In this case, the master branch and the new branch will not be aligned, so git will complain if you try to get rid of the new branch. If you're positive to get rid of it anyway, you can use -D instead of -d:

  git branch -D branch-name-here

Note that there's no turning back, so be sure that you can actually get rid of the branch.

aggregating commits

When you're merging a set of changes from a branch (either merge-ing or cherry-pick-ing) you might want to aggregate them all under a single commit, i.e. you might not be interested in the whole history for the change (which might include lots of try-and-error commits) but you would rather set a single, comprehensive log message.

In this case, what to do depends on the commits you're interested into. If you want to do a merge from some branch-name-here, then you can use the --no-ff switch (which is explained perfectly here):

  git merge --no-ff branch-name-here -m 'Added frozzbuzz feature, yay!'

On the other hand, if you just want to cherry-pick some modifications, --no-commit will be of help:

  git cherry-pick --no-commit 1a9529d569
  git cherry-pick --no-commit c8878c0b
  git commit -a -m 'Added long-wanted frozzbuzz feature, yay!'

In cherry-pick this option can be abbreviated to -n. Beware that merge has a --no-commit option too, but it does not seem to work (or it does not do what one would expect, anyway), so stick to --no-ff in the merge case.

[Edit] I know that there is another method that is more streamline and clean, but I just don't remember where I did see it at the moment!

remote repositories

It's not unusual that I have to use more than one computer - I have two at work and at least another one at home. You could argue that using three laptops is a bit weird, but this is life.

One thing that I tend to do quite early is duplicate a repository that I create locally on one of the three computers in a remote server, in order to be able to work on it from other computers when needed. For this, I found a blog post that is very useful, I'll try to mirror some of the contents here.

We're assuming that you already have your local repository local:/home/foo/project and you have ssh access to the remote server. First of all create a bare repository in the remote server:

remote:/home/bar$ mkdir project
remote:/home/bar$ cd project
remote:/home/bar/project$ git init --bare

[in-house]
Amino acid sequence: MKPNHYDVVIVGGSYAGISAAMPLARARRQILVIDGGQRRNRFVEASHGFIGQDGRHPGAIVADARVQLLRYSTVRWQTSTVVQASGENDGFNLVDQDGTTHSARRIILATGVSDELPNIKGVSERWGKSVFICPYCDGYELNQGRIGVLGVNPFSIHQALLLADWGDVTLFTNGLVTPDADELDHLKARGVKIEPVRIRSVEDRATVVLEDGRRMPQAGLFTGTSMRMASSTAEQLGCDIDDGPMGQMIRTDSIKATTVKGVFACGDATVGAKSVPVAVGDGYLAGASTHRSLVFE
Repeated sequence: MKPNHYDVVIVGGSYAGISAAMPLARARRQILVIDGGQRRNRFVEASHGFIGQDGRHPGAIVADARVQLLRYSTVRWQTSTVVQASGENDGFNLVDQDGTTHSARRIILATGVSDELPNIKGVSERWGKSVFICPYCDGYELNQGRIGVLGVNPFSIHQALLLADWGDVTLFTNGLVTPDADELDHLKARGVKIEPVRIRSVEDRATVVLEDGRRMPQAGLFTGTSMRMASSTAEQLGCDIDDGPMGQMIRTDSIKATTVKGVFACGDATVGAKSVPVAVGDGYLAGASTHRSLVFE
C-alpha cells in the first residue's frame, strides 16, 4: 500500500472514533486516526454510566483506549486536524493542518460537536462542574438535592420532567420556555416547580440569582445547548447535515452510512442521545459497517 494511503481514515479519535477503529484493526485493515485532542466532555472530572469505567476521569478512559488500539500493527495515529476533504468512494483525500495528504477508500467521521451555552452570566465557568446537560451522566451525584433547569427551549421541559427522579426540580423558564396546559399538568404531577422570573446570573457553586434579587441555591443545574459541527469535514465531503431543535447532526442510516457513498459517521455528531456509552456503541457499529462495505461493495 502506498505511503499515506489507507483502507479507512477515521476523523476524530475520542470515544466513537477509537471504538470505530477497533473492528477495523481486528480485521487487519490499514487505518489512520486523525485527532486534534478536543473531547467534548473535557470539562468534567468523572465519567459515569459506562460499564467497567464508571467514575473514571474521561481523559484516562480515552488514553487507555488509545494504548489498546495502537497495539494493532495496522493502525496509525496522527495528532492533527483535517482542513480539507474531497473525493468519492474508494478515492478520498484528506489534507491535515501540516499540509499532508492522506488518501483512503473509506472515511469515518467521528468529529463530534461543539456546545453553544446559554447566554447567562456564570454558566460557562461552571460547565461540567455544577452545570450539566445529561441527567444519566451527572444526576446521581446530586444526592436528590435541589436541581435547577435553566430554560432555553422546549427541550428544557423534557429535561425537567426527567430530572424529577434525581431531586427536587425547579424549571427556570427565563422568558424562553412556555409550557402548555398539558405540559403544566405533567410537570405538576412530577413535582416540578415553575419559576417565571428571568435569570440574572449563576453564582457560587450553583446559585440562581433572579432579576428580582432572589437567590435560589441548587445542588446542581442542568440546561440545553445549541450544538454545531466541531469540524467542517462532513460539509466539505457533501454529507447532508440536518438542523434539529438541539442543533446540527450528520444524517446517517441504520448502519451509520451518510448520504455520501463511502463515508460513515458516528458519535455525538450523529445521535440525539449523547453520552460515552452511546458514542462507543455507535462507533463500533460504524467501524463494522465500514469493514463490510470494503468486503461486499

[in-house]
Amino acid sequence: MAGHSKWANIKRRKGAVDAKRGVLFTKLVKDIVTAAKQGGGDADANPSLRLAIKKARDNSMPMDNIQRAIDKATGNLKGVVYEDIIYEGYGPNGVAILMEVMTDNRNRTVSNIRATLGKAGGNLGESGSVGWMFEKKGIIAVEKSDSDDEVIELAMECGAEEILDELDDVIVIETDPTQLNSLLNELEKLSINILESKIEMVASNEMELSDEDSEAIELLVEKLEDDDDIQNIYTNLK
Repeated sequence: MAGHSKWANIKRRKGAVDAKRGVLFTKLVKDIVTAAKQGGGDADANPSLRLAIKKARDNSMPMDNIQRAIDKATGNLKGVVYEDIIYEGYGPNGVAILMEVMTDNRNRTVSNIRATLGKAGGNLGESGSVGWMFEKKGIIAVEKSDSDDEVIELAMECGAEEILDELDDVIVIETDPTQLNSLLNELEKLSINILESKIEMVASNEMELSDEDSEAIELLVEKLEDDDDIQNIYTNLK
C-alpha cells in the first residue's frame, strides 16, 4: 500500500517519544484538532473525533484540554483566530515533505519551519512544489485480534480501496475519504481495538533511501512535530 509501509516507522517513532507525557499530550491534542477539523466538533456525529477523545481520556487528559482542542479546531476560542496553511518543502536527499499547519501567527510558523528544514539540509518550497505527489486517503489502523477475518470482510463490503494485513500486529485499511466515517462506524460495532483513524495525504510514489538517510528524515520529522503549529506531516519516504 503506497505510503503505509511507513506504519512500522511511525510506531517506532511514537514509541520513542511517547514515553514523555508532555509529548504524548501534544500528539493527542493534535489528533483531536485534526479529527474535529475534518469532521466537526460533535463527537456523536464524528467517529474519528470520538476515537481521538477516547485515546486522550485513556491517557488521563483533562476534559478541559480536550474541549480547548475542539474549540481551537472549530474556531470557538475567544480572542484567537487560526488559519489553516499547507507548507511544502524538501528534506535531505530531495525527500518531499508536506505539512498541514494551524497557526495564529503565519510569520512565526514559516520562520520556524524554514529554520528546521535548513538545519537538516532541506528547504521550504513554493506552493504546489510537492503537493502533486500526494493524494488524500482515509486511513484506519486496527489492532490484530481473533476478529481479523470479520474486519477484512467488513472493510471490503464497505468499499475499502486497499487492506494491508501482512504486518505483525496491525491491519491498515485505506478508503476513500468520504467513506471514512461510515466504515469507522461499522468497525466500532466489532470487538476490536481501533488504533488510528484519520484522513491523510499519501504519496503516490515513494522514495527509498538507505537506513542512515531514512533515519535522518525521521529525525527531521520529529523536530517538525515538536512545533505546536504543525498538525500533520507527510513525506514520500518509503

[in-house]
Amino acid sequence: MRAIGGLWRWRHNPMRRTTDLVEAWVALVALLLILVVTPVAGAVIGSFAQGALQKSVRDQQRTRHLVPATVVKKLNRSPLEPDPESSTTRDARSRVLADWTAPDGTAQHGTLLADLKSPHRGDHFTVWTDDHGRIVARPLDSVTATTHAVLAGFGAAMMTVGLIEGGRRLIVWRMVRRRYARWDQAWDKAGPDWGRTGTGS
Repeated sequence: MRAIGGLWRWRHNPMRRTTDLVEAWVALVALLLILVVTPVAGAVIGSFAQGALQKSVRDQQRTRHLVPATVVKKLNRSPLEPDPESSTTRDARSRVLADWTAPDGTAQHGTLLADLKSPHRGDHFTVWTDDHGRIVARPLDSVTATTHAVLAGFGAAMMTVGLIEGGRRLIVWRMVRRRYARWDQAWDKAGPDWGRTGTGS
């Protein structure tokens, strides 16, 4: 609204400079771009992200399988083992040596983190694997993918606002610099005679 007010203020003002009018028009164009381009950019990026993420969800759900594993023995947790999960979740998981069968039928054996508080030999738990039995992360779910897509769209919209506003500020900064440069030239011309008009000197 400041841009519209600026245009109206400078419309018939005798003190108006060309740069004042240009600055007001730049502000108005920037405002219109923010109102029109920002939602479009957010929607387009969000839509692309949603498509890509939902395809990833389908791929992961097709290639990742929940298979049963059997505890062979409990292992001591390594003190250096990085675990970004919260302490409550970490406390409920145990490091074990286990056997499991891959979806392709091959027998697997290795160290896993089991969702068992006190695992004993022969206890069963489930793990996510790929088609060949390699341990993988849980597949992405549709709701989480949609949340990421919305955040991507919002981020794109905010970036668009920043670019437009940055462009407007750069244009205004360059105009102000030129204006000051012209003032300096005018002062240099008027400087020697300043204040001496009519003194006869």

Now you can perform other initialisation stuff, e.g. permissions, configurations, etc.

Back on the local computer:

local:/home/foo/project$ git remote add origin ssh://user@remote:/home/bar/project
local:/home/foo/project$ git push origin master

Of course you can also push whatever other branch you're interested into replicating in the remote server. At this point you need to set the branch as tracking the remote one, which can be done in several ways but I always stick to the suggestion in the link above:

local:/home/foo/project$ git checkout origin/master
local:/home/foo/project$ git branch -f master origin/master
local:/home/foo/project$ git checkout master

Again, repeat the first two steps for whatever branch you need. Done!

Some time ago I read that there should be also some other method, but one is sufficient and I don't find where!

To Depend Or Not To Depend

When starting an application, I always strive to reduce dependencies as much as possible, especially if I know that there's some way that does not take me too much time to go.

It turns out that I chose one of the worst possible examples. Check out the comments below and - more importantly - check out lib documentation!

This happens when I use lib, for example to add ../lib to @INC. For my own stuff I usually head towards Path::Class:

use Path::Class qw( file );
use lib file(__FILE__)->parent()->parent()->subdir('lib')->stringify();

but when I want to reduce dependencies I revert to File::Spec::Functions (which is CORE since perl 5.5.4 and now part of PathTools):

use File::Spec::Functions qw( splitpath splitdir catdir catpath );
my $path;
BEGIN {
   my ($volume, $directories) = splitpath(__FILE__);
   my @dirs = splitdir($directories);
   push @dirs, qw( .. lib ); # ../lib - naive but effective
   $path = catpath($volume, catdir(@dirs));
}
use lib $path;

Alas, how I miss the Path::Class solution!

About Flavio Poletti

user-pic I blog about Perl.